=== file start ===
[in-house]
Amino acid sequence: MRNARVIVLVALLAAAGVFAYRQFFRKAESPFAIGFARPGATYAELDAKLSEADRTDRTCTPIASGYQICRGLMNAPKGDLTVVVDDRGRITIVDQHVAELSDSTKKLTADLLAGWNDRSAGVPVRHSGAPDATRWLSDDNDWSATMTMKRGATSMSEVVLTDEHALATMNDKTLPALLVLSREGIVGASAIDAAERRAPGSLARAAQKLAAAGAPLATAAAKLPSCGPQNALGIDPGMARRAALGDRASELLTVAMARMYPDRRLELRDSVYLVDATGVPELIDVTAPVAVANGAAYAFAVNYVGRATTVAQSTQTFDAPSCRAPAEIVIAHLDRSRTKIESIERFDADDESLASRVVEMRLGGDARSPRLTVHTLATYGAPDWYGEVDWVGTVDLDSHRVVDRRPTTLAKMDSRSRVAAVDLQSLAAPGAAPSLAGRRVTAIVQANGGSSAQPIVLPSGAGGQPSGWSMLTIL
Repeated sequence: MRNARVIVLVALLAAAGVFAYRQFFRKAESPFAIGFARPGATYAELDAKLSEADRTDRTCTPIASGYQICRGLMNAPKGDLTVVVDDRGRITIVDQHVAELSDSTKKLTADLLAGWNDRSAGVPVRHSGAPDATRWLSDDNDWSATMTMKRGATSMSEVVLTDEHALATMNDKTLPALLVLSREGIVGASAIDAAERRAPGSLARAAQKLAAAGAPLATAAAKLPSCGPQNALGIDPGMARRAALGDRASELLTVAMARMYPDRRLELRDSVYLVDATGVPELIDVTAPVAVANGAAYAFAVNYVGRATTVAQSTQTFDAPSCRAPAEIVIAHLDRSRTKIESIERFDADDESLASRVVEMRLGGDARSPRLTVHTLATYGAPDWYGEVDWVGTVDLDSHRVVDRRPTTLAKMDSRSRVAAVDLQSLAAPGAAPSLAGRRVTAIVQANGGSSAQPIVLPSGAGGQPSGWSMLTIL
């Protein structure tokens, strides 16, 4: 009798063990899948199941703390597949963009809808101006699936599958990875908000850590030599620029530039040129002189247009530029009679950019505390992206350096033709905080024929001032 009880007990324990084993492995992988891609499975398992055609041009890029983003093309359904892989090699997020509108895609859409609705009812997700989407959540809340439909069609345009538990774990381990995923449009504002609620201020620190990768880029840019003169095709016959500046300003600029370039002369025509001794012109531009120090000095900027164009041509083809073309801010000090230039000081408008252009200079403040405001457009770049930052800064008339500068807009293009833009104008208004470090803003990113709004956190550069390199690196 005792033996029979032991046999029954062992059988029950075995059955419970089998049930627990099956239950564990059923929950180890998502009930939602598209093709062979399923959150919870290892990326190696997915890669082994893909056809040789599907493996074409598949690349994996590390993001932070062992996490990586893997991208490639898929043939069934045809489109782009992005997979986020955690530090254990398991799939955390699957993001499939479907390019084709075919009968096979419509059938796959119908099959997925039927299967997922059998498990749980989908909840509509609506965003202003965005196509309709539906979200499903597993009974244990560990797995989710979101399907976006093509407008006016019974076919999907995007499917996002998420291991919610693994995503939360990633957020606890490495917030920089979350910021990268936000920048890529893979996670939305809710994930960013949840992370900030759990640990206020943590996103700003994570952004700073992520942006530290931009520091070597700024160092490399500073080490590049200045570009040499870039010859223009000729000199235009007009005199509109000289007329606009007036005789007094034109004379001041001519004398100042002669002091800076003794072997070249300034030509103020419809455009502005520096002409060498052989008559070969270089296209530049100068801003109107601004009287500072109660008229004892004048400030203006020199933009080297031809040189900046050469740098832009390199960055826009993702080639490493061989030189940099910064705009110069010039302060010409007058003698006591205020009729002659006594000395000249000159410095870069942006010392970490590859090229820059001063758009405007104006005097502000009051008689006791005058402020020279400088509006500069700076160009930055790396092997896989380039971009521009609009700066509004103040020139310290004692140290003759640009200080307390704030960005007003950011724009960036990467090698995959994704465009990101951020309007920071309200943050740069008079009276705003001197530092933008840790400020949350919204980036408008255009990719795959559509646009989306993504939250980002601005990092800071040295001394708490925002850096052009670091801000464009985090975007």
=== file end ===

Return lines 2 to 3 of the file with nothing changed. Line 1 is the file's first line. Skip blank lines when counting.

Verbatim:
Amino acid sequence: MRNARVIVLVALLAAAGVFAYRQFFRKAESPFAIGFARPGATYAELDAKLSEADRTDRTCTPIASGYQICRGLMNAPKGDLTVVVDDRGRITIVDQHVAELSDSTKKLTADLLAGWNDRSAGVPVRHSGAPDATRWLSDDNDWSATMTMKRGATSMSEVVLTDEHALATMNDKTLPALLVLSREGIVGASAIDAAERRAPGSLARAAQKLAAAGAPLATAAAKLPSCGPQNALGIDPGMARRAALGDRASELLTVAMARMYPDRRLELRDSVYLVDATGVPELIDVTAPVAVANGAAYAFAVNYVGRATTVAQSTQTFDAPSCRAPAEIVIAHLDRSRTKIESIERFDADDESLASRVVEMRLGGDARSPRLTVHTLATYGAPDWYGEVDWVGTVDLDSHRVVDRRPTTLAKMDSRSRVAAVDLQSLAAPGAAPSLAGRRVTAIVQANGGSSAQPIVLPSGAGGQPSGWSMLTIL
Repeated sequence: MRNARVIVLVALLAAAGVFAYRQFFRKAESPFAIGFARPGATYAELDAKLSEADRTDRTCTPIASGYQICRGLMNAPKGDLTVVVDDRGRITIVDQHVAELSDSTKKLTADLLAGWNDRSAGVPVRHSGAPDATRWLSDDNDWSATMTMKRGATSMSEVVLTDEHALATMNDKTLPALLVLSREGIVGASAIDAAERRAPGSLARAAQKLAAAGAPLATAAAKLPSCGPQNALGIDPGMARRAALGDRASELLTVAMARMYPDRRLELRDSVYLVDATGVPELIDVTAPVAVANGAAYAFAVNYVGRATTVAQSTQTFDAPSCRAPAEIVIAHLDRSRTKIESIERFDADDESLASRVVEMRLGGDARSPRLTVHTLATYGAPDWYGEVDWVGTVDLDSHRVVDRRPTTLAKMDSRSRVAAVDLQSLAAPGAAPSLAGRRVTAIVQANGGSSAQPIVLPSGAGGQPSGWSMLTIL